• Anything in your home can be a fantastical studio setting with a bit of work!
  • Seasonal-based images can be a great way to market future family sessions
  • Photoshop can help you create something truly magical
  • Telling a story can help you make a longer-term project that lasts for weeks, months, or even years

Self-Check Quiz

  1. How can you adjust your images to make them seem more artistic?
  2. What’s the best way to look at your family snaps to stop them from being banal?
  3. What kind of scenes can you create from just towels and bed sheets?
  4. How can you use seasonal-based images in years to come to help you earn more money?
  5. What editing tool could help you turn ordinary photographs into magical ones?
  6. How can you create magical edits if you’re not very artistic yourself?
  7. What’s a great way to collect your images after finishing a story-telling project?

Learning Assignment

You have a few options here to help you create a photography project that will elevate those family snaps into something really worthy of hanging on the wall. But how do you narrow it down?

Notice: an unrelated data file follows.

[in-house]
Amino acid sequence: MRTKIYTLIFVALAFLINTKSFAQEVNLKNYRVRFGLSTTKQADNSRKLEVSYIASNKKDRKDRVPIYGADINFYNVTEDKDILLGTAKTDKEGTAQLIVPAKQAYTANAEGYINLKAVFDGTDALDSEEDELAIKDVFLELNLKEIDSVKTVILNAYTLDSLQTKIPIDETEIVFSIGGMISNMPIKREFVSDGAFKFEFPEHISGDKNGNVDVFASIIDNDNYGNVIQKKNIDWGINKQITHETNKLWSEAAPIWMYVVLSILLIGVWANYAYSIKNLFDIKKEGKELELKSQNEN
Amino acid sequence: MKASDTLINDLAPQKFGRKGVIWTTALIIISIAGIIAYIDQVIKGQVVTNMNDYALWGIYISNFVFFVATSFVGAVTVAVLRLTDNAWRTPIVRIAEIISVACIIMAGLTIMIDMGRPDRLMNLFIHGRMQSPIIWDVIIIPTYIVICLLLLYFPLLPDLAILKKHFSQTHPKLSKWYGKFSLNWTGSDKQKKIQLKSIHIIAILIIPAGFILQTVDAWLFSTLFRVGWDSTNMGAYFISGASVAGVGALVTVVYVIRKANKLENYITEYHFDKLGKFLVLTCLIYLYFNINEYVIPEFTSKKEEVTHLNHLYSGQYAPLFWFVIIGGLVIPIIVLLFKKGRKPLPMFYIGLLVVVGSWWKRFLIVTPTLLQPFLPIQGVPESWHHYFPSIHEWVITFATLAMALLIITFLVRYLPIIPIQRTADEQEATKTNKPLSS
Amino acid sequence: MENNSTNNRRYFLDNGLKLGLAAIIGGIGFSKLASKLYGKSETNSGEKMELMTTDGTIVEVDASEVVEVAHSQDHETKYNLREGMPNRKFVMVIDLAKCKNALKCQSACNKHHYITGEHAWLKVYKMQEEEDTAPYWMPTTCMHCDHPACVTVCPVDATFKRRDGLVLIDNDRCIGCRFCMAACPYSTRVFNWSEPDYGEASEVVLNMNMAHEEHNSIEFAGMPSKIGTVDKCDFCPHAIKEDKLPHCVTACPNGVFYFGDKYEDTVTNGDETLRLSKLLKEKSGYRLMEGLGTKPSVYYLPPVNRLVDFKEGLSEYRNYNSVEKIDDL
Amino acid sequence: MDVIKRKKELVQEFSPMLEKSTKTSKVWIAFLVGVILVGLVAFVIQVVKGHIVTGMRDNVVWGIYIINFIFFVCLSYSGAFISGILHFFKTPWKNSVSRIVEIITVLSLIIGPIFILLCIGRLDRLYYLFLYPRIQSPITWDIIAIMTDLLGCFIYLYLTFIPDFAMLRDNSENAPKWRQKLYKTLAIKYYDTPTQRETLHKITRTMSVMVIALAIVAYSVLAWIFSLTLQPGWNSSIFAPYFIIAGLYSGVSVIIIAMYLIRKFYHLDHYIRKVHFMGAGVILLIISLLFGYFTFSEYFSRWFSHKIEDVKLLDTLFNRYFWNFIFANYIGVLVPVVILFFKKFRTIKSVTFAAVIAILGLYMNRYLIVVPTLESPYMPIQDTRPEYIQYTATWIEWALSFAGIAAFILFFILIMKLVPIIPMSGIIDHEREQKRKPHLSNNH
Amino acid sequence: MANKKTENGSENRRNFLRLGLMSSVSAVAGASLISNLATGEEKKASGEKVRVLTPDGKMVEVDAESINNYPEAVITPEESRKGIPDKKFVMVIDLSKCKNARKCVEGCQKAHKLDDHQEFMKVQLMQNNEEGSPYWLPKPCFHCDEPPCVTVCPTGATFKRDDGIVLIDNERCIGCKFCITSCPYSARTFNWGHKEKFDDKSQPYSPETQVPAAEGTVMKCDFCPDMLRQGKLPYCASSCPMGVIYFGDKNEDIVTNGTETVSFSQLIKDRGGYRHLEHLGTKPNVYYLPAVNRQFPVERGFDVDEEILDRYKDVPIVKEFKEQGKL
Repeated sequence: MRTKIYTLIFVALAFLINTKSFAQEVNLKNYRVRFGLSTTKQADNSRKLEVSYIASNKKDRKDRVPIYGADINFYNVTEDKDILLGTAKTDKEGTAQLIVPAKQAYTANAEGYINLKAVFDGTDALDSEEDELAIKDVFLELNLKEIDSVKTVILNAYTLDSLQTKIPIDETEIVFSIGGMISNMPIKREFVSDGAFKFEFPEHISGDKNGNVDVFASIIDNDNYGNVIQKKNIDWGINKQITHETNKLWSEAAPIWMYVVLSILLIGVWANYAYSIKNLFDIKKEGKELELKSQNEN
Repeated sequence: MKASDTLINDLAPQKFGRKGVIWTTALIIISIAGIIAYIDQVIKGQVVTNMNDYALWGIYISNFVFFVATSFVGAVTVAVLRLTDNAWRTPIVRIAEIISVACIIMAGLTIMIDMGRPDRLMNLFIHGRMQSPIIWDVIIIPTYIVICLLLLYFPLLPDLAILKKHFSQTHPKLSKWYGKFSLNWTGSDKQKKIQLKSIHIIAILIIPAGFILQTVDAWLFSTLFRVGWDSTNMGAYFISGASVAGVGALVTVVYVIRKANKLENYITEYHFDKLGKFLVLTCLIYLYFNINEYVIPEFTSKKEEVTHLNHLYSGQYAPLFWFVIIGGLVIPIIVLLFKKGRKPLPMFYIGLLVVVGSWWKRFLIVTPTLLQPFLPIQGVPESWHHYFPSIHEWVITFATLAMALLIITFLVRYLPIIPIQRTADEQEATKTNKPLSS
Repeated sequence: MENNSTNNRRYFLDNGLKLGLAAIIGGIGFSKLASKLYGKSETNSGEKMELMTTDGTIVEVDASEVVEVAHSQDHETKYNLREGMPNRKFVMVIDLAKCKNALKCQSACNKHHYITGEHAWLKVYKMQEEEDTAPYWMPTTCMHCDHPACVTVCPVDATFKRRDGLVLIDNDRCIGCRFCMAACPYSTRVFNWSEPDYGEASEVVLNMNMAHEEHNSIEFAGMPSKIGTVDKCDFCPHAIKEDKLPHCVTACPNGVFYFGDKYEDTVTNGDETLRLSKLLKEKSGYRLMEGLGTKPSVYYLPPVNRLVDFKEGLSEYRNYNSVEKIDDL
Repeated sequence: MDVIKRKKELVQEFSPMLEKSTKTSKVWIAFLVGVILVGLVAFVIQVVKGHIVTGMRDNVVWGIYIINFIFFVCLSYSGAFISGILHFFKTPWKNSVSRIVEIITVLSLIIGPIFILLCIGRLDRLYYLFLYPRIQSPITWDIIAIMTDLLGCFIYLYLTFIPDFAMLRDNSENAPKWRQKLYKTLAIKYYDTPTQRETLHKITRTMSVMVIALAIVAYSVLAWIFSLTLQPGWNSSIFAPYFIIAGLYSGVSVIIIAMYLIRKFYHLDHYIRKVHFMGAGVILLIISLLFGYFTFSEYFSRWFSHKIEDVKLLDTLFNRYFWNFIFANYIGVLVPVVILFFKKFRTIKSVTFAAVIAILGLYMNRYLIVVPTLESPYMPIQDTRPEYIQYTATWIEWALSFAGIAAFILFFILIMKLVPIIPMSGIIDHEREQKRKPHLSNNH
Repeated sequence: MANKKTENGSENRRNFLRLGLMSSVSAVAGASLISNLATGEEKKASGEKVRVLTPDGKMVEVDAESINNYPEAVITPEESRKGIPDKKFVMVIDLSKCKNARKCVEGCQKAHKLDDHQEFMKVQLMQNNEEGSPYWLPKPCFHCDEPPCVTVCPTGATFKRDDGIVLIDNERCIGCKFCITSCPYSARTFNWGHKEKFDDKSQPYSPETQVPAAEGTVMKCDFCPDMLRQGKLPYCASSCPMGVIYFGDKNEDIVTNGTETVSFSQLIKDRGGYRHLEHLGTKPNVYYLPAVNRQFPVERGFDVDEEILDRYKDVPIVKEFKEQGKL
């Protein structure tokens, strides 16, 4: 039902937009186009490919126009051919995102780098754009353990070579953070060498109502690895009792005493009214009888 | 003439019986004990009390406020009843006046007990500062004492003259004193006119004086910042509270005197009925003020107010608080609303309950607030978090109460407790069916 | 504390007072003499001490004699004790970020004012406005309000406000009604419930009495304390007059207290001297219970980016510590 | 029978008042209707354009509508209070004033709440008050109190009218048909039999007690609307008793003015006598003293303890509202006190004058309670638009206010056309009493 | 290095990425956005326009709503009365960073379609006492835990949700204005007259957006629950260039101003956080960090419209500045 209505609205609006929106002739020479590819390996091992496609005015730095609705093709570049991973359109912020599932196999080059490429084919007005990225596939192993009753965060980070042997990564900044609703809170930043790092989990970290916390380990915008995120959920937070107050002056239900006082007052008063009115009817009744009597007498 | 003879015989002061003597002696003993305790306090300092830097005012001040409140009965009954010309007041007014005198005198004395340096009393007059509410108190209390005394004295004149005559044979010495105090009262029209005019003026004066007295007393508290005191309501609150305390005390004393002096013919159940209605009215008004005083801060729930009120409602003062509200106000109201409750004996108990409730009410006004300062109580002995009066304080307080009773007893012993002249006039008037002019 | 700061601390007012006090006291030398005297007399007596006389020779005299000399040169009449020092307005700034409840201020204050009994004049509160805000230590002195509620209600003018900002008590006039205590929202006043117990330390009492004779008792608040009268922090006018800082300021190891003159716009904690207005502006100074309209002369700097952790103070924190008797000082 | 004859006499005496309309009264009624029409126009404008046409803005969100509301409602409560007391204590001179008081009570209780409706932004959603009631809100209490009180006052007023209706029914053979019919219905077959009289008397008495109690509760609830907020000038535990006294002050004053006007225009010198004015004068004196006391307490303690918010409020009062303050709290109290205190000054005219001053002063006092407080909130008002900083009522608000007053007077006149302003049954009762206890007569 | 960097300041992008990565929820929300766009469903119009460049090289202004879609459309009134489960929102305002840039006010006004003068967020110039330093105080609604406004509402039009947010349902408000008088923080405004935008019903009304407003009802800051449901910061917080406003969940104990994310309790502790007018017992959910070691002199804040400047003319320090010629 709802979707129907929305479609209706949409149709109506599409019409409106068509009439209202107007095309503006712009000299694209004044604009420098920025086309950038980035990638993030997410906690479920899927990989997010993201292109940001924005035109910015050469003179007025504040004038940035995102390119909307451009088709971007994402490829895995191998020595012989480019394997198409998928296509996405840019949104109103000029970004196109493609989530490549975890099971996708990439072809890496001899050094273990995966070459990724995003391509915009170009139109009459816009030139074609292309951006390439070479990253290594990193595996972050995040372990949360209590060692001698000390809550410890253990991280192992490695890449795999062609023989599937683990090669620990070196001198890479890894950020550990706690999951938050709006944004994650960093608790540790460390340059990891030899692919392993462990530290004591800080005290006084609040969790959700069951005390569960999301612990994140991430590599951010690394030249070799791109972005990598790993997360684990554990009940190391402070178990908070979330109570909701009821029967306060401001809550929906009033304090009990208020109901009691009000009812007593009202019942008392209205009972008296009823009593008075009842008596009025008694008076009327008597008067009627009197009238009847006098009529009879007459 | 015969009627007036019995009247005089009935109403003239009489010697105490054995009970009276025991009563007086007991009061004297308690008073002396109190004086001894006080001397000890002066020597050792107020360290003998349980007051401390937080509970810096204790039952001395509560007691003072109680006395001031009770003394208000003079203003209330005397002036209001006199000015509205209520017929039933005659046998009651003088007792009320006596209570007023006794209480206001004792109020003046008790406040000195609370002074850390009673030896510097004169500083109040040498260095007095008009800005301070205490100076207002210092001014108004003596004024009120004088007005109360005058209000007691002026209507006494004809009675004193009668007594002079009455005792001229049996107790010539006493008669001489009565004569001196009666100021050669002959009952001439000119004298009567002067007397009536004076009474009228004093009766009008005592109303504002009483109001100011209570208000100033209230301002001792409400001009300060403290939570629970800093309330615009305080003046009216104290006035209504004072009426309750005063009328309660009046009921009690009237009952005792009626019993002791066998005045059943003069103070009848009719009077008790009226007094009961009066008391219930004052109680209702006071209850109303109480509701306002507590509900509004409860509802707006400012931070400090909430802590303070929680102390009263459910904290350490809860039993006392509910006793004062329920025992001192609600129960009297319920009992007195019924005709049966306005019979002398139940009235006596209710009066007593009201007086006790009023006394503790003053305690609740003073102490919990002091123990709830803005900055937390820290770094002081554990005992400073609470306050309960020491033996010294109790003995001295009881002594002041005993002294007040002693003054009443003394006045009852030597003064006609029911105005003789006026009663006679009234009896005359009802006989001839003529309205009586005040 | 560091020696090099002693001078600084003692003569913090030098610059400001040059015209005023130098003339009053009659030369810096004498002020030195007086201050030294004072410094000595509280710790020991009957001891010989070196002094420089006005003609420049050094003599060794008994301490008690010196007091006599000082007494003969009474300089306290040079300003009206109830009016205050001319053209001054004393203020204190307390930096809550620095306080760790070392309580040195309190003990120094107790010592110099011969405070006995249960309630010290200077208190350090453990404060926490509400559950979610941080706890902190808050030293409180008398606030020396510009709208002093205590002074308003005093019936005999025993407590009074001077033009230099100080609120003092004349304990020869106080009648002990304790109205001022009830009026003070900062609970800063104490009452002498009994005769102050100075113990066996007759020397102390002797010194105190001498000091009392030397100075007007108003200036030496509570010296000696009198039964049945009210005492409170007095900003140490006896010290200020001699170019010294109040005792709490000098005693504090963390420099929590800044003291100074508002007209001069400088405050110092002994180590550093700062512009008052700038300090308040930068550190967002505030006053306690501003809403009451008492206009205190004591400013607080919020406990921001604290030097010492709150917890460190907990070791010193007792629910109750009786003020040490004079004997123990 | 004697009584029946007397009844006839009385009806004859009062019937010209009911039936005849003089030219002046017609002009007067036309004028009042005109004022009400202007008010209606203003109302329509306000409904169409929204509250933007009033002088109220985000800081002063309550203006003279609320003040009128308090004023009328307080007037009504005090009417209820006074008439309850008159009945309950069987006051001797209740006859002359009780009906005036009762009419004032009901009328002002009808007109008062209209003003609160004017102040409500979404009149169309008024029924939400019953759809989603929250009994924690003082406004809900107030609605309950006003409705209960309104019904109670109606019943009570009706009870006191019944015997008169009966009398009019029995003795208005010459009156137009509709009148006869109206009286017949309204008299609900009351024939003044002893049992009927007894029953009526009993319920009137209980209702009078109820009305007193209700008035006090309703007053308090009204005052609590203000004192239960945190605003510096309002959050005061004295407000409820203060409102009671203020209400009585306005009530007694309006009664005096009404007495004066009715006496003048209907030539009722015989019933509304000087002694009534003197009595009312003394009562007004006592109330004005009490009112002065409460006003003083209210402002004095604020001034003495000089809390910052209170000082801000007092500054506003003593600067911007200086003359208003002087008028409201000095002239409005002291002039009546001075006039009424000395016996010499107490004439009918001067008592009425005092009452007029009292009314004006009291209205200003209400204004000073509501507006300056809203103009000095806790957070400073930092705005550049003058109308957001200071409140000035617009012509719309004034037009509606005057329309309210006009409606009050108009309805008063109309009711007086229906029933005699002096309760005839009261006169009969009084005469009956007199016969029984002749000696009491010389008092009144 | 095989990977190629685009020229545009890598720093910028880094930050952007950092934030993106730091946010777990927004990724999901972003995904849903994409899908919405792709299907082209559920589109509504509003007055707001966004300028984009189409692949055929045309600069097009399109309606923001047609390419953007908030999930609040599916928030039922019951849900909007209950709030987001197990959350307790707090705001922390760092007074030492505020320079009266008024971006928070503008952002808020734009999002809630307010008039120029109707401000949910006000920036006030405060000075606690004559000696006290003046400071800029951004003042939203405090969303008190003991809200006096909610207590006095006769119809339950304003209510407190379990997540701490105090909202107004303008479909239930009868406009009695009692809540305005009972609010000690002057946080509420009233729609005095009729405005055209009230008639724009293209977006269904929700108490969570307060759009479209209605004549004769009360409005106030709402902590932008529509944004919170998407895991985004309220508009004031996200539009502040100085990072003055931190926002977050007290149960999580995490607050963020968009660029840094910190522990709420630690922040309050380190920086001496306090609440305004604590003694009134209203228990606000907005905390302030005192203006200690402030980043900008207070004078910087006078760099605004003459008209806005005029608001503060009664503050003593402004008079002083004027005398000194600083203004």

Start by thinking about the suggestions included in this guide. Do any of them catch your eye as being something you could really work on? Maybe one of them sparks a completely different idea in your mind? If there’s something you think you could try, then there’s no time like the present.

Start by planning what kind of shot or shots you would like to take, and what you need to make them come to life. Then you can get stuck in and take the shots, edit them, and see what you’ve got.

Still not artistic enough? Don’t worry! Keep trying – just as with any style of photography, you’ll get better at it the more you practice and the more shots you have experience with.

Cover Photo by Gift Habeshaw via Unsplash